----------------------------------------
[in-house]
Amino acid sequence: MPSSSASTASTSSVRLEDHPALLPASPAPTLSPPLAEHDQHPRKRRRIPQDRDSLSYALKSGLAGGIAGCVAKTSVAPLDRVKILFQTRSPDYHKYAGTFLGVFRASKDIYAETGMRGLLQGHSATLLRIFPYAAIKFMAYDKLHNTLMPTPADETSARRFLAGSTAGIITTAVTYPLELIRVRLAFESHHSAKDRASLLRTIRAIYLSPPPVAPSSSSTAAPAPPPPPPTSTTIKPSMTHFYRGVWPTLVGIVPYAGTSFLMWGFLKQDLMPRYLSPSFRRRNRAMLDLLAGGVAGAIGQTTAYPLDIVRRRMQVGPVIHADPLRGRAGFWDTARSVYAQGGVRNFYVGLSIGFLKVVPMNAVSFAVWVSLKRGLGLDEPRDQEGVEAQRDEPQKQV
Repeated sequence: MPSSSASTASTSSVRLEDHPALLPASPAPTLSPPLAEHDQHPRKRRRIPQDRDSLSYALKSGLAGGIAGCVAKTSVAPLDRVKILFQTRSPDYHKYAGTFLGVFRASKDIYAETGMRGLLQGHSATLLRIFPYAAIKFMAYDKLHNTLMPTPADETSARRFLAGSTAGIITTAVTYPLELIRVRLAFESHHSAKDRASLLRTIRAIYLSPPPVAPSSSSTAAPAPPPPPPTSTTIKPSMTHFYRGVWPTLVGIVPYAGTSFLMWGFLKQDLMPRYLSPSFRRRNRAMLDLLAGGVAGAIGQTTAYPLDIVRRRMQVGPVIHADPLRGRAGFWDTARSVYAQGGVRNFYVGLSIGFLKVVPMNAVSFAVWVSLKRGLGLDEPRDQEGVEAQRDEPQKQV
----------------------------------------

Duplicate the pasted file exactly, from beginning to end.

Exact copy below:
[in-house]
Amino acid sequence: MPSSSASTASTSSVRLEDHPALLPASPAPTLSPPLAEHDQHPRKRRRIPQDRDSLSYALKSGLAGGIAGCVAKTSVAPLDRVKILFQTRSPDYHKYAGTFLGVFRASKDIYAETGMRGLLQGHSATLLRIFPYAAIKFMAYDKLHNTLMPTPADETSARRFLAGSTAGIITTAVTYPLELIRVRLAFESHHSAKDRASLLRTIRAIYLSPPPVAPSSSSTAAPAPPPPPPTSTTIKPSMTHFYRGVWPTLVGIVPYAGTSFLMWGFLKQDLMPRYLSPSFRRRNRAMLDLLAGGVAGAIGQTTAYPLDIVRRRMQVGPVIHADPLRGRAGFWDTARSVYAQGGVRNFYVGLSIGFLKVVPMNAVSFAVWVSLKRGLGLDEPRDQEGVEAQRDEPQKQV
Repeated sequence: MPSSSASTASTSSVRLEDHPALLPASPAPTLSPPLAEHDQHPRKRRRIPQDRDSLSYALKSGLAGGIAGCVAKTSVAPLDRVKILFQTRSPDYHKYAGTFLGVFRASKDIYAETGMRGLLQGHSATLLRIFPYAAIKFMAYDKLHNTLMPTPADETSARRFLAGSTAGIITTAVTYPLELIRVRLAFESHHSAKDRASLLRTIRAIYLSPPPVAPSSSSTAAPAPPPPPPTSTTIKPSMTHFYRGVWPTLVGIVPYAGTSFLMWGFLKQDLMPRYLSPSFRRRNRAMLDLLAGGVAGAIGQTTAYPLDIVRRRMQVGPVIHADPLRGRAGFWDTARSVYAQGGVRNFYVGLSIGFLKVVPMNAVSFAVWVSLKRGLGLDEPRDQEGVEAQRDEPQKQV